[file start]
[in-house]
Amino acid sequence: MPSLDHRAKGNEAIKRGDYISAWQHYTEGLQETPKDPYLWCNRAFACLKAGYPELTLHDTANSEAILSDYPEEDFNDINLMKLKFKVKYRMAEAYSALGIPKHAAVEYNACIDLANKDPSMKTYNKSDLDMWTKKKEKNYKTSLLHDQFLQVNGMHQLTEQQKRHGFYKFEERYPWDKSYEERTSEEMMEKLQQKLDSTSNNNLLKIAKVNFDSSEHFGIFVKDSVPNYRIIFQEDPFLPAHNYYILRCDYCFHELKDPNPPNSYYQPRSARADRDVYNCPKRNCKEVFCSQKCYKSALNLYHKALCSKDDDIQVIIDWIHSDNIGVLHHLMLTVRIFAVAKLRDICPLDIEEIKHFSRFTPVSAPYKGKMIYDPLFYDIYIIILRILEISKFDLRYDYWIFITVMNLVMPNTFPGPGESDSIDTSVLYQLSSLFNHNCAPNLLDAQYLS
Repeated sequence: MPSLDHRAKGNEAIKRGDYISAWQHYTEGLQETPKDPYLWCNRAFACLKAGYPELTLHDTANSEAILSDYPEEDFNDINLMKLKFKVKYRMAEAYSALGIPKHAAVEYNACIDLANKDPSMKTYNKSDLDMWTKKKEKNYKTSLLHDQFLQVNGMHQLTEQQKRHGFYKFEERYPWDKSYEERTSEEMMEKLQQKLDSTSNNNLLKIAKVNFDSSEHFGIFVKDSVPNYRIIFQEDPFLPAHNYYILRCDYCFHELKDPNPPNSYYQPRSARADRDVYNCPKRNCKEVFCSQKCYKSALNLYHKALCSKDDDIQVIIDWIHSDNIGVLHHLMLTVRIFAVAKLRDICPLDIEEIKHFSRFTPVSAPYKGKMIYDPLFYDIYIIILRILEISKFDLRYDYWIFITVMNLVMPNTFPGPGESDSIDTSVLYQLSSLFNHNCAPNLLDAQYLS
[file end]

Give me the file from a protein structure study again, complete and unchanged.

[in-house]
Amino acid sequence: MPSLDHRAKGNEAIKRGDYISAWQHYTEGLQETPKDPYLWCNRAFACLKAGYPELTLHDTANSEAILSDYPEEDFNDINLMKLKFKVKYRMAEAYSALGIPKHAAVEYNACIDLANKDPSMKTYNKSDLDMWTKKKEKNYKTSLLHDQFLQVNGMHQLTEQQKRHGFYKFEERYPWDKSYEERTSEEMMEKLQQKLDSTSNNNLLKIAKVNFDSSEHFGIFVKDSVPNYRIIFQEDPFLPAHNYYILRCDYCFHELKDPNPPNSYYQPRSARADRDVYNCPKRNCKEVFCSQKCYKSALNLYHKALCSKDDDIQVIIDWIHSDNIGVLHHLMLTVRIFAVAKLRDICPLDIEEIKHFSRFTPVSAPYKGKMIYDPLFYDIYIIILRILEISKFDLRYDYWIFITVMNLVMPNTFPGPGESDSIDTSVLYQLSSLFNHNCAPNLLDAQYLS
Repeated sequence: MPSLDHRAKGNEAIKRGDYISAWQHYTEGLQETPKDPYLWCNRAFACLKAGYPELTLHDTANSEAILSDYPEEDFNDINLMKLKFKVKYRMAEAYSALGIPKHAAVEYNACIDLANKDPSMKTYNKSDLDMWTKKKEKNYKTSLLHDQFLQVNGMHQLTEQQKRHGFYKFEERYPWDKSYEERTSEEMMEKLQQKLDSTSNNNLLKIAKVNFDSSEHFGIFVKDSVPNYRIIFQEDPFLPAHNYYILRCDYCFHELKDPNPPNSYYQPRSARADRDVYNCPKRNCKEVFCSQKCYKSALNLYHKALCSKDDDIQVIIDWIHSDNIGVLHHLMLTVRIFAVAKLRDICPLDIEEIKHFSRFTPVSAPYKGKMIYDPLFYDIYIIILRILEISKFDLRYDYWIFITVMNLVMPNTFPGPGESDSIDTSVLYQLSSLFNHNCAPNLLDAQYLS